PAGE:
Visiting the Eiffel Tower, the Louvre or a Paris cinema? Have your COVID pass ready
Visitors now need a special COVID pass to go up the Eiffel Tower, to visit the Louvre or other museums and to see a movie in France — the first step in a new campaign against what the government calls a “stratospheric” rise in infections by the Delta variant of the coronavirus.
To get the pass, people must show they are either fully vaccinated, or have a negative virus test or proof they recently recovered from an infection. The requirement went into effect Wednesday at cultural and tourist sites following a government decree.
“The world is facing a new wave, and we must act,” French Prime Minister Jean Castex said.
The solution, he said Wednesday on TF1 television, is “vaccination, vaccination, vaccination,” urging his compatriots to sign up for injections to avoid new lockdowns. Of France’s 18,000 positive cases recorded Tuesday, he said 96% involved people who were not vaccinated.
At the Eiffel Tower, masked workers scanned QR codes on visitors’ digital health certificates or checked their printed vaccine or test documents. Tourists who came unprepared lined up for quick coronavirus tests on site.
Attitudes toward the new requirements were mixed.
Europe is opening up to Americans and others after more than a year of coronavirus restrictions, but travel rules across the Continent are patchwork.
“I wanted to come here with my mom so I had to take the test to be able to travel,” said Juan Truque, an accountant visiting from Miami, who is not vaccinated. “They are forcing you to wear face masks and do similar kinds of things ... that are violations to your freedom.”
Johnny Nielsen, a Danish tourist traveling with his wife and two children, said: “In Denmark, you need the pass everywhere.” So while he questioned the usefulness of the French rules, he said that didn’t make them reconsider their travel plans.
French President Emmanuel Macron wants to rush through legislation to mandate the pass for restaurants and many other areas of public life, as well as requiring that all health workers get COVID-19 shots. The lower house of parliament starts a debate on the bill Wednesday.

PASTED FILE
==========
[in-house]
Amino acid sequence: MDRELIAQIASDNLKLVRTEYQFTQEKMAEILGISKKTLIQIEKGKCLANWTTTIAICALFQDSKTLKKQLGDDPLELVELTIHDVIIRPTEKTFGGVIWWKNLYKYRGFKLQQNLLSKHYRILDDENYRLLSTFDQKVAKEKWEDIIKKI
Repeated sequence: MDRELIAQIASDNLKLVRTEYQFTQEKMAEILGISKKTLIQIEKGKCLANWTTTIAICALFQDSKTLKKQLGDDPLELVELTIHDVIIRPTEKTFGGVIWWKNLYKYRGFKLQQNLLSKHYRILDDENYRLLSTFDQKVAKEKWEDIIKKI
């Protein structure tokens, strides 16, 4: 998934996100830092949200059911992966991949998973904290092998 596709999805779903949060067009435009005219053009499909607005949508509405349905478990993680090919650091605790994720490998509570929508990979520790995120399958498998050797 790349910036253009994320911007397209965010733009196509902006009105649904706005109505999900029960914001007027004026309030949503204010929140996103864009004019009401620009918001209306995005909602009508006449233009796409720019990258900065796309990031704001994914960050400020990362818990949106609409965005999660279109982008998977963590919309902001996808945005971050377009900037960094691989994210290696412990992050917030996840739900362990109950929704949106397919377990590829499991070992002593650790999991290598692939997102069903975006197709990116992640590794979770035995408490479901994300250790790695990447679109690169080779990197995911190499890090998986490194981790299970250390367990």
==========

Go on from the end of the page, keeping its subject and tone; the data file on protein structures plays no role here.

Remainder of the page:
It has prompted resistance in some quarters, and anti-vaccination protesters planned a demonstration Wednesday. A previous protest was criticized for drawing comparisons between vaccination requirements and Nazi policies toward Jews.
Millions of people who have received COVID-19 vaccinations could still find themselves barred from entering certain countries in Europe and elsewhere.
Already the government has had to delay plans to require teenagers to use the COVID passes starting next month, amid criticism from parents, restaurant owners and others. The government wants the pass to apply to everyone 12 and older and will launch vaccination campaigns in middle schools and high schools starting in September, Castex said.
France’s daily infections dropped sharply in the spring but have shot up again over the last two weeks, and some regions are reimposing coronavirus restrictions. The government is worried that pressure will grow on hospitals again in the coming weeks.
France has registered more than 111,000 virus-related deaths. About 46% of the population is fully vaccinated.
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